Impact on BC’s forest products sector

Timber wind turbine support towers made with materials such as cross-laminated timber (CLT) panels, for example, manufactured from local lumber, sustainably harvested from BC’s forests, would present a significant socio-economic opportunity for forestry-based regions. An 80-metre support tower made entirely of CLT would require more than 1,000 cubic metres of timber, 275,000 board feet of lumber and more than 12,000 square feet of 12-inch thick CLT panels. A moderately-sized engineered wood tower plant capable of producing 250 towers would utilize about 270,000 cubic metres of timber, about half of a moderately sized sawmill’s annual production (about 70 million board feet).

Estimated impact on forestry (m3 of timber), saw mills (fbm – board feet of lumber) and engineered wood production (ft3 of EWPs).
In addition, some of the most promising wind sites in North America are in northeastern BC. This large, emerging market is close to the fibre source, providing an excellent basis for a northern wooden tower manufacturing facility, as more than 3 million cubic feet of engineered wood would be required.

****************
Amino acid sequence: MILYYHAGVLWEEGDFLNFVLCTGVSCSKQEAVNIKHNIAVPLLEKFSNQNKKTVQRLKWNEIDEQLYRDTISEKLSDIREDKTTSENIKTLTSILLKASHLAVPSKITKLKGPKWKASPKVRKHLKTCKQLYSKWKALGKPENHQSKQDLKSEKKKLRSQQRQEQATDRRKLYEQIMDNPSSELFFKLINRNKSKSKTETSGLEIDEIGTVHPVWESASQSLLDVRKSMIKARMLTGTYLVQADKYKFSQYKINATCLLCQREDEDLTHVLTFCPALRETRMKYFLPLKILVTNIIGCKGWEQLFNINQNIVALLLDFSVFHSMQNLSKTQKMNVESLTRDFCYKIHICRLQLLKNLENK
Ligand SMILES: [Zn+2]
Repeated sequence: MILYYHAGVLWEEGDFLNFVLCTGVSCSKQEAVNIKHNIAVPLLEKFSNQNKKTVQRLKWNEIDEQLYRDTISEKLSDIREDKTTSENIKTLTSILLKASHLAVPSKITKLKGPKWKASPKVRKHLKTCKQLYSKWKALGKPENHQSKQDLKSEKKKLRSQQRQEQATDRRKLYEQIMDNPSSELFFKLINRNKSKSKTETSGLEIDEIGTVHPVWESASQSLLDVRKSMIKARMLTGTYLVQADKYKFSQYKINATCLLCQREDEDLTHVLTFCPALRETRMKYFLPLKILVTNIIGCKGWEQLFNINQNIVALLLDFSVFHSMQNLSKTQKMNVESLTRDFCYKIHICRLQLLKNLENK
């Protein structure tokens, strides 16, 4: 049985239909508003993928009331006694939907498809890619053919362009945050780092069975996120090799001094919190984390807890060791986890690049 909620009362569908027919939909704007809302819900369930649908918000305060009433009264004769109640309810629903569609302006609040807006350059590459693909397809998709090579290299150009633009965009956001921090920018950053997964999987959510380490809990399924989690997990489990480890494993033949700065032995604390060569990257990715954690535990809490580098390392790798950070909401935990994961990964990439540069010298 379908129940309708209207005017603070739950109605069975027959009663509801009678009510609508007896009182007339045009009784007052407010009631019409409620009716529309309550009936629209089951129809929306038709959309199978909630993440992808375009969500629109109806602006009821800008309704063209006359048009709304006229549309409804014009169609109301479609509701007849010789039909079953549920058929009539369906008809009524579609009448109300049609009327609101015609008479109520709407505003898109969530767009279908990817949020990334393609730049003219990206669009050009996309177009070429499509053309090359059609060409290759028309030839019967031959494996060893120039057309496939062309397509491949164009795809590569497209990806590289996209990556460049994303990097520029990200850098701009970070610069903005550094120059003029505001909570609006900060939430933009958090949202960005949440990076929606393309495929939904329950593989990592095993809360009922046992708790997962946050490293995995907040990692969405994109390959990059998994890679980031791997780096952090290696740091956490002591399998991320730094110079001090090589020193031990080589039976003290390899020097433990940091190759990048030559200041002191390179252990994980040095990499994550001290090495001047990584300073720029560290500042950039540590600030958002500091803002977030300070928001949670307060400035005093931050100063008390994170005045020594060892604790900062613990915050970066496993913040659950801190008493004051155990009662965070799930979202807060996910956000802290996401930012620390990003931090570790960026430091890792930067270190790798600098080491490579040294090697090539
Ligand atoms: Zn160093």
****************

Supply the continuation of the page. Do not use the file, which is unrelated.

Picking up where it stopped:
Much of BC’s lodge pole pine population has been affected by the mountain pine beetle, much of it in regions close to the best wind energy sites. Testing at UBC’s Centre for Advanced Wood Products has shown that solid wood panels made from MPB-affected pine have performed well in integrity testing, so towers could be sourced and built from plants in the BC Interior. In addition, since the boards making up the panels can be finger-jointed, lower-cost, short pieces that are the “fall-down” from dimension lumber manufacturing can be used.